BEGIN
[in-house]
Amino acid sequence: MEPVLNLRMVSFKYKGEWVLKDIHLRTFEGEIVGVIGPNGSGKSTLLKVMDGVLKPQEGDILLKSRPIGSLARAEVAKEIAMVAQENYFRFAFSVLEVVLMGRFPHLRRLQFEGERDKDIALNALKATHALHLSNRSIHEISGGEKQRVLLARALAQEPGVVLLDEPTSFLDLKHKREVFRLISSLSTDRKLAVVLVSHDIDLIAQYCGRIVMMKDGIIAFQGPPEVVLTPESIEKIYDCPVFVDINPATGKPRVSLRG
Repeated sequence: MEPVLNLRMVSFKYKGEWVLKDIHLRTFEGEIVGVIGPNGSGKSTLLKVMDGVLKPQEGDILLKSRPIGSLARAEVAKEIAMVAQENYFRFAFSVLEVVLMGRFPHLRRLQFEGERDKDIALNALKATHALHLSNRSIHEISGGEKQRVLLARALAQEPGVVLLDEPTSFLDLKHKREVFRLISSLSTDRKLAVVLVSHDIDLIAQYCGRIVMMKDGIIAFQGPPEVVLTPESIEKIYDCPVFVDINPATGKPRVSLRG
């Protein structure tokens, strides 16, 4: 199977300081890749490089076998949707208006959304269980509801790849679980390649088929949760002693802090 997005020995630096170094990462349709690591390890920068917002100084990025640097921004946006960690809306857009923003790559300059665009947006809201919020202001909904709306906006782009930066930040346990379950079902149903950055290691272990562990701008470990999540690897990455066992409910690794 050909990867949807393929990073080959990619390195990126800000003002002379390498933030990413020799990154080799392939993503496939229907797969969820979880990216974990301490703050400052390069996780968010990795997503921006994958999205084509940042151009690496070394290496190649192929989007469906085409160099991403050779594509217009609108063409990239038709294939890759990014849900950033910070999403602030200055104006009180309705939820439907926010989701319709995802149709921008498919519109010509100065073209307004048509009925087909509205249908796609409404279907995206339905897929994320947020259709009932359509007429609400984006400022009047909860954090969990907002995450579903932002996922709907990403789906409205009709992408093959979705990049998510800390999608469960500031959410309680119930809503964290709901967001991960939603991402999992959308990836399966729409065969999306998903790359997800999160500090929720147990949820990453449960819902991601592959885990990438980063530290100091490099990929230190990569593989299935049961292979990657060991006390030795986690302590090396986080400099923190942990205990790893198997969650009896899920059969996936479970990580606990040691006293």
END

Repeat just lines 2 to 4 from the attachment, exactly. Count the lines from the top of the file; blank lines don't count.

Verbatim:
Amino acid sequence: MEPVLNLRMVSFKYKGEWVLKDIHLRTFEGEIVGVIGPNGSGKSTLLKVMDGVLKPQEGDILLKSRPIGSLARAEVAKEIAMVAQENYFRFAFSVLEVVLMGRFPHLRRLQFEGERDKDIALNALKATHALHLSNRSIHEISGGEKQRVLLARALAQEPGVVLLDEPTSFLDLKHKREVFRLISSLSTDRKLAVVLVSHDIDLIAQYCGRIVMMKDGIIAFQGPPEVVLTPESIEKIYDCPVFVDINPATGKPRVSLRG
Repeated sequence: MEPVLNLRMVSFKYKGEWVLKDIHLRTFEGEIVGVIGPNGSGKSTLLKVMDGVLKPQEGDILLKSRPIGSLARAEVAKEIAMVAQENYFRFAFSVLEVVLMGRFPHLRRLQFEGERDKDIALNALKATHALHLSNRSIHEISGGEKQRVLLARALAQEPGVVLLDEPTSFLDLKHKREVFRLISSLSTDRKLAVVLVSHDIDLIAQYCGRIVMMKDGIIAFQGPPEVVLTPESIEKIYDCPVFVDINPATGKPRVSLRG
């Protein structure tokens, strides 16, 4: 199977300081890749490089076998949707208006959304269980509801790849679980390649088929949760002693802090 997005020995630096170094990462349709690591390890920068917002100084990025640097921004946006960690809306857009923003790559300059665009947006809201919020202001909904709306906006782009930066930040346990379950079902149903950055290691272990562990701008470990999540690897990455066992409910690794 050909990867949807393929990073080959990619390195990126800000003002002379390498933030990413020799990154080799392939993503496939229907797969969820979880990216974990301490703050400052390069996780968010990795997503921006994958999205084509940042151009690496070394290496190649192929989007469906085409160099991403050779594509217009609108063409990239038709294939890759990014849900950033910070999403602030200055104006009180309705939820439907926010989701319709995802149709921008498919519109010509100065073209307004048509009925087909509205249908796609409404279907995206339905897929994320947020259709009932359509007429609400984006400022009047909860954090969990907002995450579903932002996922709907990403789906409205009709992408093959979705990049998510800390999608469960500031959410309680119930809503964290709901967001991960939603991402999992959308990836399966729409065969999306998903790359997800999160500090929720147990949820990453449960819902991601592959885990990438980063530290100091490099990929230190990569593989299935049961292979990657060991006390030795986690302590090396986080400099923190942990205990790893198997969650009896899920059969996936479970990580606990040691006293």